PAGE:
Saturday 26th February 2022 25th Adar 1 5782
PARASHAT VAYAKEYL וַיַּקְהֵל | He gathered FFOZ
Exodus 35:1-38:20; Haftarah: 1 Kings 7:40-50; Gospel: Matthew 12:1-13
Special readings for Shabbat Shekalim are applicable this Shabbat.
Exodus 30:11-16; 2 Kings 11:17-12:17; Matthew 17:22-27
Shabbat Shekalim ("Sabbath [of] shekels" שבת שקלים) requests each adult male Jew contribute half of a Biblical shekel for the upkeep of the Tabernacle, or mishkan (משכן). Shekalim is the plural of the Hebrew word shekel, the currency used by the ancient Israelites as well as the currency of modern day Israel. In biblical times, every male Israelite, age 20 years and older, had to contribute a half-shekel annually to the maintenance of the Temple in Jerusalem. This is parallel to our modern day concept of maintaining our house of worship with dues. This practice comes from Exodus 30:14-16: “Everyone who is entered in the records, from the age of twenty years up, shall give Adonai’s offering. The rich shall not pay more and the poor shall not pay less than half a shekel when giving the Lord’s offering as expiation [or atonement] for your persons. You shall take the expiation money from the Israelites and assign it to the service of the Tent of Meeting; it shall serve the Israelites as a reminder before Adonai, as expiation for your persons.” (JPS)
The half-shekel had to be paid before the first of the Hebrew month of Nisan. However, in order to remind the people of this duty, proclamations were made for payment on the first of Adar — the month that comes before Nisan on the Hebrew calendar. (To put this into context, Purim falls in Adar and Passover in Nisan).
The Mishna, codified around 200 C.E. also speaks about this practice. It says: “On the first day of Adar they give warning of the Shekel dues. On the 15th thereof, they read the Megilla in walled cities (meaning the scroll of Esther); and repair the paths and roads and pools of water.” (Shekalim 1:1)
The paths and roads needed to be repaired after the winter rains in readiness for the Passover pilgrimage to Jerusalem, and the pools of water, or mikvas, needed to be equipped in a fashion that would make them kosher, or valid. So again, even though the dues technically needed to be paid by the first of Nisan, the announcement began in Adar. As a result of this ruling by the rabbis, it became customary on the Shabbat before the first of Adar, to read from two Torah scrolls — the weekly Torah portion from one and the verses about paying the half-shekel, from the other.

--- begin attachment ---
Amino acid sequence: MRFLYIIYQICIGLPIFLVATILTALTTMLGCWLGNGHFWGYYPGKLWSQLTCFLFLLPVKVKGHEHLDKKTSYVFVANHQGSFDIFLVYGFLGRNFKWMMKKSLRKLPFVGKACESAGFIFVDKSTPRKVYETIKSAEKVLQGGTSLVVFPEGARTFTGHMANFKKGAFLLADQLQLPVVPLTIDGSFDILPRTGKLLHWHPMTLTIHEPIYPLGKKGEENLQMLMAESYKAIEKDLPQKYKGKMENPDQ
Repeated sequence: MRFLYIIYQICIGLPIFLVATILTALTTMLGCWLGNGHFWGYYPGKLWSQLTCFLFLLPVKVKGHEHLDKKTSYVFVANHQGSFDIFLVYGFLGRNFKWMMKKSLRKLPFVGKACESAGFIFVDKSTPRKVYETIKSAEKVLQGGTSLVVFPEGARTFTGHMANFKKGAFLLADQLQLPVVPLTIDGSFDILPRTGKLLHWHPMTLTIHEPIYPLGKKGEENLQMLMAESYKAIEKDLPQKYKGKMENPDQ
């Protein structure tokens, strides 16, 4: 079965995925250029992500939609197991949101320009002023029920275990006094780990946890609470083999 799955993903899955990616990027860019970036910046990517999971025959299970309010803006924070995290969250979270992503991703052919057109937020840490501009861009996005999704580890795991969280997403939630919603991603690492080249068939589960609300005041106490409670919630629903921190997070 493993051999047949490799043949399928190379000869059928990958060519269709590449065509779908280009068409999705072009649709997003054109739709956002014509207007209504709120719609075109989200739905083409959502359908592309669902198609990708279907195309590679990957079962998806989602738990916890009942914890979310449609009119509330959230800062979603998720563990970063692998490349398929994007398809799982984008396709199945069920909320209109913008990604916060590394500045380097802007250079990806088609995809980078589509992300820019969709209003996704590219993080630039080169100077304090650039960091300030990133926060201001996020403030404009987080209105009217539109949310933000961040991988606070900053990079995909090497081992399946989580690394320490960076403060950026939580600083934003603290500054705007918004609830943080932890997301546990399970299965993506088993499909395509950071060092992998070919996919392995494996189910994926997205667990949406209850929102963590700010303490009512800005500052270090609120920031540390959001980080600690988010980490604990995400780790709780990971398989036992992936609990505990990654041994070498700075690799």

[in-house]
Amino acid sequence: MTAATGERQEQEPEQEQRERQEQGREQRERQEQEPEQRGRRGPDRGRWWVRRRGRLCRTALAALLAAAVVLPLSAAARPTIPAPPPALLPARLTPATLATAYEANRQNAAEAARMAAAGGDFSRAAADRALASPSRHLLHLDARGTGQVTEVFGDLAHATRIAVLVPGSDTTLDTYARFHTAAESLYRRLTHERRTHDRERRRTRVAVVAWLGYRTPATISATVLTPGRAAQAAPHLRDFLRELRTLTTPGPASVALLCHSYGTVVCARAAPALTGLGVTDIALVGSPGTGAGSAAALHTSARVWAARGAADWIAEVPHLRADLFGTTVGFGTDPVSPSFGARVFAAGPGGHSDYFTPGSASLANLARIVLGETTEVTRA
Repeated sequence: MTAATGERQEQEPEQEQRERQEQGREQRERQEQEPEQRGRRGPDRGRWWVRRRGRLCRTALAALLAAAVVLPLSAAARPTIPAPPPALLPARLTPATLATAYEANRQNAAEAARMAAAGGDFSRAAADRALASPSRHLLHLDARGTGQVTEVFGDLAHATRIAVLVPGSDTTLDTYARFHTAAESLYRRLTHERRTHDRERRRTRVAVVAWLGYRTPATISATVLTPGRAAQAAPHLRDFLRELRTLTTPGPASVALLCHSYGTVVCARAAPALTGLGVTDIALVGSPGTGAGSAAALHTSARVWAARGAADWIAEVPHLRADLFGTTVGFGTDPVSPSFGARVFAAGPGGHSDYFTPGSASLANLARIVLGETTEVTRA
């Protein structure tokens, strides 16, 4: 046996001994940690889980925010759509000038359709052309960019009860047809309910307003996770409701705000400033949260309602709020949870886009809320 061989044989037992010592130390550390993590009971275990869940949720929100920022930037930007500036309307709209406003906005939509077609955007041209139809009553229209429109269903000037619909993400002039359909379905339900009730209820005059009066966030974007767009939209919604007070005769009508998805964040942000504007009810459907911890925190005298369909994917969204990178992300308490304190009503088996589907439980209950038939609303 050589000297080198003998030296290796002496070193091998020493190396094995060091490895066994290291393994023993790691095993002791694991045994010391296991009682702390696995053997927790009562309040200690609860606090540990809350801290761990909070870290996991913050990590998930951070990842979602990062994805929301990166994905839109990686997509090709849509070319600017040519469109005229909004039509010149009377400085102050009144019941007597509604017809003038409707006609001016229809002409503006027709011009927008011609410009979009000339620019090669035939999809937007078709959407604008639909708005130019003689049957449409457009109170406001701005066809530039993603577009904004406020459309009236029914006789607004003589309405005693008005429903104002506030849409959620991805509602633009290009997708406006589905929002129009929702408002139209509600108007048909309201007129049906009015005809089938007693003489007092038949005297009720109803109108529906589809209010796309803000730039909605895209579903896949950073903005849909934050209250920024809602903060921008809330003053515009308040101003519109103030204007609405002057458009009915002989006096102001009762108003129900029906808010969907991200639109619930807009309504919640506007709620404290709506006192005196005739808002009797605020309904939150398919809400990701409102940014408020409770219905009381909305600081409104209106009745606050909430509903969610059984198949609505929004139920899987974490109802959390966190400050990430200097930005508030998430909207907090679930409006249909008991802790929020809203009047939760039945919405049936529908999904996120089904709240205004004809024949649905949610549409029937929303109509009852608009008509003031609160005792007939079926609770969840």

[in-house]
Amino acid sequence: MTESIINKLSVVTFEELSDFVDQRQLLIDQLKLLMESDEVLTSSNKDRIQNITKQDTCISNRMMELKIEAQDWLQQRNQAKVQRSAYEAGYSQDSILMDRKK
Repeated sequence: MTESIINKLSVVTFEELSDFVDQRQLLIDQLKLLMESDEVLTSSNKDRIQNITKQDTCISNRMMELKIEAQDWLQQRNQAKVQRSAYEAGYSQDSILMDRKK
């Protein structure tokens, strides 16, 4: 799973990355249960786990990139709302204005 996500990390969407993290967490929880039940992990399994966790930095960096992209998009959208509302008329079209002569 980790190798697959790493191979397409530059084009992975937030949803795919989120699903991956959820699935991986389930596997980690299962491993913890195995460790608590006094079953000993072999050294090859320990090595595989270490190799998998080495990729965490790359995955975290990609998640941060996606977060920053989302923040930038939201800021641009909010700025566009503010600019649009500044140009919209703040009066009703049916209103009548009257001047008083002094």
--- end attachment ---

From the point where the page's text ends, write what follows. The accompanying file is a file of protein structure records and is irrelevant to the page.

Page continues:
As we usher in Rosh Chodesh Adar in the coming days, let each of us renew our financial commitment to our own house of worship. And may we have a joyous month of Adar and a zeisen Pesach.
Don't quit your day job to become a Torah scholar. When Torah study is not combined with an occupation, it amounts to nothing and leads to sin.
Torah with an Occupation
When the people of God join together with a common goal, we can do great things. The joint effort of the people of God working together to fulfill His commandments created a spiritual house worthy of God's Dwelling Presence.
And all the skillful men who were performing all the work of the sanctuary came, each from the work which he was performing. (Exodus 36:4)
The building of the Tabernacle required each person to contribute to the work from his own skill set. The tanners did the tanning, weavers did the weaving, carpenters did the carpentry, metal smiths did the smithing and so on. Each person had something to offer from his own unique vocational skills. The Torah life is not just a life of religious rituals and scripture study. God encourages all of us to develop our own unique vocational skills so that we can each be self-sufficient and contribute to the common good of the community. Paul instructs each believer to lead a quiet life, attending to his vocation, working with his hands so that he may win the respect of those outside the community and not be dependent upon anyone. He teaches us to find some productive field of work so that we will have adequate resources to share with others who might be in need. These guidelines teach us that making a living is part of living out Torah. The early rabbis agreed with these sentiments:
The study of Torah is excellent when it is combined with a worldly occupation because the effort required by both keeps sin out of a person's mind. But where there is no worldly occupation the study of Torah amounts to nothing and leads to sin. Let everyone who works in the community work for the sake of the Name of Heaven. (m.Avot 2:2)
According to this view, a person should always combine his pursuit of spirituality with the pursuit of an income. To concentrate solely on religious matters is out of balance and will eventually lead to ruin. Instead a person should regard his job a religious duty performed for the sake of the kingdom of heaven. Paul illustrated this principle in his own life by supporting himself with his work in tent making. The building of the Tabernacle illustrates the "tent making" concept well. The combined efforts of the people of God as they labored in all their respective fields resulted in the building of God's house.